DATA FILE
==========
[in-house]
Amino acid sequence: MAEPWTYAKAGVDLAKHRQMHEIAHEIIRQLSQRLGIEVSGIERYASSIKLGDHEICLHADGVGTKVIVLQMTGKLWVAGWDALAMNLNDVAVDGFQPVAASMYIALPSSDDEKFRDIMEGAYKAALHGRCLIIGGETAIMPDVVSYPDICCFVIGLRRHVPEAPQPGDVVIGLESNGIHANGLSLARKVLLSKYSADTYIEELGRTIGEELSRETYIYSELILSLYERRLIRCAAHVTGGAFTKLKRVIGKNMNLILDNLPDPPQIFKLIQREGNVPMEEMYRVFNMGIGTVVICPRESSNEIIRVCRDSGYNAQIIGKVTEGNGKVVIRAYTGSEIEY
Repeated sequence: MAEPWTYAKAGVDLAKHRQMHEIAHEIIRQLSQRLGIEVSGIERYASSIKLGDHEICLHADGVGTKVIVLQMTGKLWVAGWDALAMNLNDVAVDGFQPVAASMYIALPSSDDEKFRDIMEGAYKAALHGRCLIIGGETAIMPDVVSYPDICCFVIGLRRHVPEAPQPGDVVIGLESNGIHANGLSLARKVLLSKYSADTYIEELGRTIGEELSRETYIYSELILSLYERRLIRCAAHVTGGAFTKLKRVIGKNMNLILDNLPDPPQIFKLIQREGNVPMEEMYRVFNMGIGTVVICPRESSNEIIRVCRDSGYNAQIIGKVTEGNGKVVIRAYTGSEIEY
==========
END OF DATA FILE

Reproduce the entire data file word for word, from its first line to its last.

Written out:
[in-house]
Amino acid sequence: MAEPWTYAKAGVDLAKHRQMHEIAHEIIRQLSQRLGIEVSGIERYASSIKLGDHEICLHADGVGTKVIVLQMTGKLWVAGWDALAMNLNDVAVDGFQPVAASMYIALPSSDDEKFRDIMEGAYKAALHGRCLIIGGETAIMPDVVSYPDICCFVIGLRRHVPEAPQPGDVVIGLESNGIHANGLSLARKVLLSKYSADTYIEELGRTIGEELSRETYIYSELILSLYERRLIRCAAHVTGGAFTKLKRVIGKNMNLILDNLPDPPQIFKLIQREGNVPMEEMYRVFNMGIGTVVICPRESSNEIIRVCRDSGYNAQIIGKVTEGNGKVVIRAYTGSEIEY
Repeated sequence: MAEPWTYAKAGVDLAKHRQMHEIAHEIIRQLSQRLGIEVSGIERYASSIKLGDHEICLHADGVGTKVIVLQMTGKLWVAGWDALAMNLNDVAVDGFQPVAASMYIALPSSDDEKFRDIMEGAYKAALHGRCLIIGGETAIMPDVVSYPDICCFVIGLRRHVPEAPQPGDVVIGLESNGIHANGLSLARKVLLSKYSADTYIEELGRTIGEELSRETYIYSELILSLYERRLIRCAAHVTGGAFTKLKRVIGKNMNLILDNLPDPPQIFKLIQREGNVPMEEMYRVFNMGIGTVVICPRESSNEIIRVCRDSGYNAQIIGKVTEGNGKVVIRAYTGSEIEY